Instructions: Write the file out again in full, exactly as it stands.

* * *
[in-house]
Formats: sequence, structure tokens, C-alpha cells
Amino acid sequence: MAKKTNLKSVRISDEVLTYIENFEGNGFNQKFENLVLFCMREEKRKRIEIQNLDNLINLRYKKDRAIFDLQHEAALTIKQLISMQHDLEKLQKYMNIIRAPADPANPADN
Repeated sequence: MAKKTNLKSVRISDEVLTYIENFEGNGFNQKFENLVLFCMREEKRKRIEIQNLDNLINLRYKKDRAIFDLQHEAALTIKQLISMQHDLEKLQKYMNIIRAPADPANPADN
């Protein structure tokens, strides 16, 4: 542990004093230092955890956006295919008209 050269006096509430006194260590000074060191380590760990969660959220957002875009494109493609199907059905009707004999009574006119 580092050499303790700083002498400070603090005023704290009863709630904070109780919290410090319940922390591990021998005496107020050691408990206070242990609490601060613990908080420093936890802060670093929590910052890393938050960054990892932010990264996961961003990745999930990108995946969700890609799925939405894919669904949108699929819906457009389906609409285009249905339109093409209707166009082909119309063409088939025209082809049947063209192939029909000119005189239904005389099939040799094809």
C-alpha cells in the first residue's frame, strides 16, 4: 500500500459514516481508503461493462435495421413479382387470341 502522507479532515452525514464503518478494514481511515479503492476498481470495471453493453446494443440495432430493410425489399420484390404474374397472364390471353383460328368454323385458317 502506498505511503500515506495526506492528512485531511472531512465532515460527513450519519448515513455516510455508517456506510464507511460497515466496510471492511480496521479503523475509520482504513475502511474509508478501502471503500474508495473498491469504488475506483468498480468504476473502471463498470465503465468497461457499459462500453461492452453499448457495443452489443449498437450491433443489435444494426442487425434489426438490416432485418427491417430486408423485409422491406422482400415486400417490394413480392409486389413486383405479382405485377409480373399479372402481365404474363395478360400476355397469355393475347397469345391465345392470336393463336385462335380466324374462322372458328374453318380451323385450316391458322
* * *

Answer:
[in-house]
Formats: sequence, structure tokens, C-alpha cells
Amino acid sequence: MAKKTNLKSVRISDEVLTYIENFEGNGFNQKFENLVLFCMREEKRKRIEIQNLDNLINLRYKKDRAIFDLQHEAALTIKQLISMQHDLEKLQKYMNIIRAPADPANPADN
Repeated sequence: MAKKTNLKSVRISDEVLTYIENFEGNGFNQKFENLVLFCMREEKRKRIEIQNLDNLINLRYKKDRAIFDLQHEAALTIKQLISMQHDLEKLQKYMNIIRAPADPANPADN
């Protein structure tokens, strides 16, 4: 542990004093230092955890956006295919008209 050269006096509430006194260590000074060191380590760990969660959220957002875009494109493609199907059905009707004999009574006119 580092050499303790700083002498400070603090005023704290009863709630904070109780919290410090319940922390591990021998005496107020050691408990206070242990609490601060613990908080420093936890802060670093929590910052890393938050960054990892932010990264996961961003990745999930990108995946969700890609799925939405894919669904949108699929819906457009389906609409285009249905339109093409209707166009082909119309063409088939025209082809049947063209192939029909000119005189239904005389099939040799094809």
C-alpha cells in the first residue's frame, strides 16, 4: 500500500459514516481508503461493462435495421413479382387470341 502522507479532515452525514464503518478494514481511515479503492476498481470495471453493453446494443440495432430493410425489399420484390404474374397472364390471353383460328368454323385458317 502506498505511503500515506495526506492528512485531511472531512465532515460527513450519519448515513455516510455508517456506510464507511460497515466496510471492511480496521479503523475509520482504513475502511474509508478501502471503500474508495473498491469504488475506483468498480468504476473502471463498470465503465468497461457499459462500453461492452453499448457495443452489443449498437450491433443489435444494426442487425434489426438490416432485418427491417430486408423485409422491406422482400415486400417490394413480392409486389413486383405479382405485377409480373399479372402481365404474363395478360400476355397469355393475347397469345391465345392470336393463336385462335380466324374462322372458328374453318380451323385450316391458322